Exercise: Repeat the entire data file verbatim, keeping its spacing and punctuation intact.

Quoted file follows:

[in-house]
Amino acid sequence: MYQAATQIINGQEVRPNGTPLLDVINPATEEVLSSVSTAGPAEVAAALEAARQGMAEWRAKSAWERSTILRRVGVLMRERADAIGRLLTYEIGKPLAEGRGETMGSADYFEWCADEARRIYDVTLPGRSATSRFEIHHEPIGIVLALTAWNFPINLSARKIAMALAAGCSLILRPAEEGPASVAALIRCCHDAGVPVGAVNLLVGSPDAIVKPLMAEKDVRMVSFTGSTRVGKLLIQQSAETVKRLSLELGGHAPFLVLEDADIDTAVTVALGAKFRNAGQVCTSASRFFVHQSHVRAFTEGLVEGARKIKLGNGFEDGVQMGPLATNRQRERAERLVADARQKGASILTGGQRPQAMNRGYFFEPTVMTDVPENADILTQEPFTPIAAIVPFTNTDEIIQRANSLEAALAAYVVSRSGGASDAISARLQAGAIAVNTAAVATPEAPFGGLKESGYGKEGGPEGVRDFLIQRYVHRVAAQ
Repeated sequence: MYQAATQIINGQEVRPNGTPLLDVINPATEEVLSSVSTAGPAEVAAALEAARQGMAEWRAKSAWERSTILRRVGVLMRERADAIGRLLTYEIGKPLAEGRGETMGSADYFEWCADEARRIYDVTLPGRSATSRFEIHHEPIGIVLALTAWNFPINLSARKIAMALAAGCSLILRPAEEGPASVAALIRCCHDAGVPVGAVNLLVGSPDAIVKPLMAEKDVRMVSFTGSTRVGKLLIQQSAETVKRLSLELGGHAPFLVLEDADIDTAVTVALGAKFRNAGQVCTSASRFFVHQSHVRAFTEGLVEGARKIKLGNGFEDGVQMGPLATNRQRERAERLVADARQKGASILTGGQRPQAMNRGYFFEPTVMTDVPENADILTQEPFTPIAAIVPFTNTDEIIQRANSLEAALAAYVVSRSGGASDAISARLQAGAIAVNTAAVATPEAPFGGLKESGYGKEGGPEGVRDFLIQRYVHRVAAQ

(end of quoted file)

[in-house]
Amino acid sequence: MYQAATQIINGQEVRPNGTPLLDVINPATEEVLSSVSTAGPAEVAAALEAARQGMAEWRAKSAWERSTILRRVGVLMRERADAIGRLLTYEIGKPLAEGRGETMGSADYFEWCADEARRIYDVTLPGRSATSRFEIHHEPIGIVLALTAWNFPINLSARKIAMALAAGCSLILRPAEEGPASVAALIRCCHDAGVPVGAVNLLVGSPDAIVKPLMAEKDVRMVSFTGSTRVGKLLIQQSAETVKRLSLELGGHAPFLVLEDADIDTAVTVALGAKFRNAGQVCTSASRFFVHQSHVRAFTEGLVEGARKIKLGNGFEDGVQMGPLATNRQRERAERLVADARQKGASILTGGQRPQAMNRGYFFEPTVMTDVPENADILTQEPFTPIAAIVPFTNTDEIIQRANSLEAALAAYVVSRSGGASDAISARLQAGAIAVNTAAVATPEAPFGGLKESGYGKEGGPEGVRDFLIQRYVHRVAAQ
Repeated sequence: MYQAATQIINGQEVRPNGTPLLDVINPATEEVLSSVSTAGPAEVAAALEAARQGMAEWRAKSAWERSTILRRVGVLMRERADAIGRLLTYEIGKPLAEGRGETMGSADYFEWCADEARRIYDVTLPGRSATSRFEIHHEPIGIVLALTAWNFPINLSARKIAMALAAGCSLILRPAEEGPASVAALIRCCHDAGVPVGAVNLLVGSPDAIVKPLMAEKDVRMVSFTGSTRVGKLLIQQSAETVKRLSLELGGHAPFLVLEDADIDTAVTVALGAKFRNAGQVCTSASRFFVHQSHVRAFTEGLVEGARKIKLGNGFEDGVQMGPLATNRQRERAERLVADARQKGASILTGGQRPQAMNRGYFFEPTVMTDVPENADILTQEPFTPIAAIVPFTNTDEIIQRANSLEAALAAYVVSRSGGASDAISARLQAGAIAVNTAAVATPEAPFGGLKESGYGKEGGPEGVRDFLIQRYVHRVAAQ